The build follows on from earlier attempts to do a 13 km mission with an airboat, itself chosen to avoid problems in early testing with seaweed becoming wrapped around propellers. For this attempt, [Daniel] chose to build a custom boat hull out of fiberglass, and combine both underwater propellers and a fan as well. The aim was to provide plenty of thrust, while also aiming for redundancy. As a bonus, the fan swivels with the boat’s rudder, helping provide greater turn authority.

After much tuning of the ArduPilot control system, the aptly-named SS Banana Slug was ready for its long range mission. Despite some early concerns about low battery voltages due to the cold, the boat completed its long 13 km haul across the lake for a total mission length of over three hours. Later efficiency calculations suggests that the boat’s onboard batteries could potentially handle missions over 100 km before running out.

It goes to show that, even with an off-the-shelf autopilot and mapping solution, there’s still a huge amount of engineering that goes into any successful long-range mission, whether land, sea or air.

source https://hackaday.com/2021/03/11/drone-boat-sails-seattle/

Playing Youtube Videos At Incredibly Low Resolution on LEDs

Since the high-definition era, screens with many millions of pixels have become commonplace. Resolutions have soared into the stratosphere, and media has never looked clearer or crisper. However, [gatoninja236] decided to go the other way with this build – an LED matrix capable of playing Youtube videos.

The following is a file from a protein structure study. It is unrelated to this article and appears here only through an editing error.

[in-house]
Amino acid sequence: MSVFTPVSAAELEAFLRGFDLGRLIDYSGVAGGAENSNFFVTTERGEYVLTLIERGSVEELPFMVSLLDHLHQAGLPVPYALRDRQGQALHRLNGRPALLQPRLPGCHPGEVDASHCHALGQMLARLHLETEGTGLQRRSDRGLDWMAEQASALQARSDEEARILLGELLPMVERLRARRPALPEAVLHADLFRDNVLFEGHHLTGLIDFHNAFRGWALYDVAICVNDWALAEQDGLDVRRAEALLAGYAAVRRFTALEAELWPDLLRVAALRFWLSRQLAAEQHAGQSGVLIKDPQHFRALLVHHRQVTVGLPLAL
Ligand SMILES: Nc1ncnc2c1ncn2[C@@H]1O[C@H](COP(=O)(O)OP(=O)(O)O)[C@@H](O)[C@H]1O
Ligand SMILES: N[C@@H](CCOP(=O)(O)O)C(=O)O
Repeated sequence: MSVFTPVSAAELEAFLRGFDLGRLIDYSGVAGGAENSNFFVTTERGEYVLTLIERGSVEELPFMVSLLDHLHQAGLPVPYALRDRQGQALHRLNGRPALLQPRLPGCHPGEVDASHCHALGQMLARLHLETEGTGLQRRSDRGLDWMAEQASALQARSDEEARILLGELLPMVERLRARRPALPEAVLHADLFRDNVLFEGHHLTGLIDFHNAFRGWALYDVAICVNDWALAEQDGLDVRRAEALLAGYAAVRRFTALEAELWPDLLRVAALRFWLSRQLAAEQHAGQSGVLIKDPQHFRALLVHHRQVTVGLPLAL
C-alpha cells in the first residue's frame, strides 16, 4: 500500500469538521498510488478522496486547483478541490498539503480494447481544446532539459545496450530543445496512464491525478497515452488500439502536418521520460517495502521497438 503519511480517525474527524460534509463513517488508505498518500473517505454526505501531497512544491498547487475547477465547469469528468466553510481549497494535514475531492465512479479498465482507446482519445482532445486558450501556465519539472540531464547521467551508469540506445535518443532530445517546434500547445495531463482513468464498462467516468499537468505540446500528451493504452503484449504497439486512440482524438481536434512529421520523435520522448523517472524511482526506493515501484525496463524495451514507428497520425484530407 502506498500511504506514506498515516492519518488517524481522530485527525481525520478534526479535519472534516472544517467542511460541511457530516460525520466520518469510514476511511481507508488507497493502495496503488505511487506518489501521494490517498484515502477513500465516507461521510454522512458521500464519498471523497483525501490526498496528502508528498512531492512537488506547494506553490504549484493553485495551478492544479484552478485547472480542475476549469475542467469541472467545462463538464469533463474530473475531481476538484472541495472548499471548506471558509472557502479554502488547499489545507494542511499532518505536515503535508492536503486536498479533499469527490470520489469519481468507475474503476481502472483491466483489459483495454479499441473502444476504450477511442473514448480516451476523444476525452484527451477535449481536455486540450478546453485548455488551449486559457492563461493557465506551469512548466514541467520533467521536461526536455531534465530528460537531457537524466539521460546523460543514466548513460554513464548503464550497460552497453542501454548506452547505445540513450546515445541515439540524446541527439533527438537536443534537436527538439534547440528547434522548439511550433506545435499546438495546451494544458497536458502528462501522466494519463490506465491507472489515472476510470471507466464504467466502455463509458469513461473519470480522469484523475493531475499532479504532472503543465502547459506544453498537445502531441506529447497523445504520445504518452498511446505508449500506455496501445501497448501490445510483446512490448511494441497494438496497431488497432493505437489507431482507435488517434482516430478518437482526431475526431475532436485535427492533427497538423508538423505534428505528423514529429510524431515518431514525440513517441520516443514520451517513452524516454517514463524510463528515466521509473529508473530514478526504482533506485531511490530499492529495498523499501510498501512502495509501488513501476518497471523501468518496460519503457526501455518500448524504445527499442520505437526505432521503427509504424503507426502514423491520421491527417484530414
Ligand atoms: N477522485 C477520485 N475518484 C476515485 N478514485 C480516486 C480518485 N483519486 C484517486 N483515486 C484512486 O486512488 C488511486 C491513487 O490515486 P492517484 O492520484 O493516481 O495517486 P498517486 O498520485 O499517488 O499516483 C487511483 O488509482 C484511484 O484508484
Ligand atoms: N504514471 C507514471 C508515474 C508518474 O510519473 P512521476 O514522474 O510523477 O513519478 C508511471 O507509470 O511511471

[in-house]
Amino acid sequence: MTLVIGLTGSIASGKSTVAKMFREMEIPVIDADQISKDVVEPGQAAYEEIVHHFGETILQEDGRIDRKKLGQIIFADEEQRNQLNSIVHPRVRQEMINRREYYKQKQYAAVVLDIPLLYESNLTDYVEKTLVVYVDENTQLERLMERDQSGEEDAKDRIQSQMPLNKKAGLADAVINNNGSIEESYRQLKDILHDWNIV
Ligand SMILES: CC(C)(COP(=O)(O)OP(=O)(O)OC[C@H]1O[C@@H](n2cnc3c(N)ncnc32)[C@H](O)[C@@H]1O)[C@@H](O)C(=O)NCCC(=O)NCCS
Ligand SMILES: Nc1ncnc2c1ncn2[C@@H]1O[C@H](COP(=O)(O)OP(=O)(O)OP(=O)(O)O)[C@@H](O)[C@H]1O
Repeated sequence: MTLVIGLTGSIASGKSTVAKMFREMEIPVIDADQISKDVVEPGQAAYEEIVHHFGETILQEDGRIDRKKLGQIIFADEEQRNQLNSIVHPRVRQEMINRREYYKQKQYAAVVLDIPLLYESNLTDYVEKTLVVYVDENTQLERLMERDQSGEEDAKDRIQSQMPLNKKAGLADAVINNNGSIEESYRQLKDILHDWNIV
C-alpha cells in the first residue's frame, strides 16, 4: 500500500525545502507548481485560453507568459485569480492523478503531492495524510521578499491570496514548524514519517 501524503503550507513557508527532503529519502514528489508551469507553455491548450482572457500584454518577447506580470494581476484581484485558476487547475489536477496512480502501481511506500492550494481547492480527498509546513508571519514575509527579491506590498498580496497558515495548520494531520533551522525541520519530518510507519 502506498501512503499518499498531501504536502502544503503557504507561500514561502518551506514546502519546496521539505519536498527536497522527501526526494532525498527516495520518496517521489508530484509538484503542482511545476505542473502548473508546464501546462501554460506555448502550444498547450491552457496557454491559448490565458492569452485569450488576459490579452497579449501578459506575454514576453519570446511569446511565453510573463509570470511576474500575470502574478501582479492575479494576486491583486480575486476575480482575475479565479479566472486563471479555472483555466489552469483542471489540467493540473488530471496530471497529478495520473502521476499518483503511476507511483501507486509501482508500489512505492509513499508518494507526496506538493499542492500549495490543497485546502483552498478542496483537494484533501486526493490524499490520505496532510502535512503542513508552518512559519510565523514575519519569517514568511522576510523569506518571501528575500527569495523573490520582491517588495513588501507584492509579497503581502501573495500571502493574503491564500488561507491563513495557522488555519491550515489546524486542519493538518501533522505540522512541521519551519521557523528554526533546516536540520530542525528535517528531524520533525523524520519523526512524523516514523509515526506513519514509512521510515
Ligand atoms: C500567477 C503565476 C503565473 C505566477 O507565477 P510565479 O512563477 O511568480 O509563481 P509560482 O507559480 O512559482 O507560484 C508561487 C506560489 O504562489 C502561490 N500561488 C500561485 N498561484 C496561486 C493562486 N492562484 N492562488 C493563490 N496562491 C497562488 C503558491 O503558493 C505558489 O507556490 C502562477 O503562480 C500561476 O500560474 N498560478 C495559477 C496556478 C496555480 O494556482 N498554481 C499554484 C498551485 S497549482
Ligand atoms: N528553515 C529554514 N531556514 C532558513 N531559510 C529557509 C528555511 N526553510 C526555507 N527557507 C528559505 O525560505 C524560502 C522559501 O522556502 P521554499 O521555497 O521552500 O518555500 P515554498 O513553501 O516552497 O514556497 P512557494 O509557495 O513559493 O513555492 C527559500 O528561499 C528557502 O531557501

The execution is simple. A Raspberry Pi 3, with the help of a Python script, downloads a Youtube video. It then runs this through OpenCV, which parses the video frames, downconverting them to suit a 64×64 pixel display. Then, it’s a simple matter of clocking out the data to the 64×64 RGB LED matrix attached to the Raspberry Pi’s IO pins, where the video is displayed in all its low-resolution glory.

Is it a particularly useful project? No. That doesn’t mean it’s not without value however; it teaches useful skills in both working with LED displays and video data scraped from the Internet. If you simply must have more pixels, though, this ping pong video wall might be more to your liking. Video after the break.

source https://hackaday.com/2021/03/10/playing-youtube-videos-at-incredibly-low-resolution-on-leds/

Cyberdeck Running On Apple Silicon, Though An A12 Not An M1

Overall view of Alta's Projects cyberdeck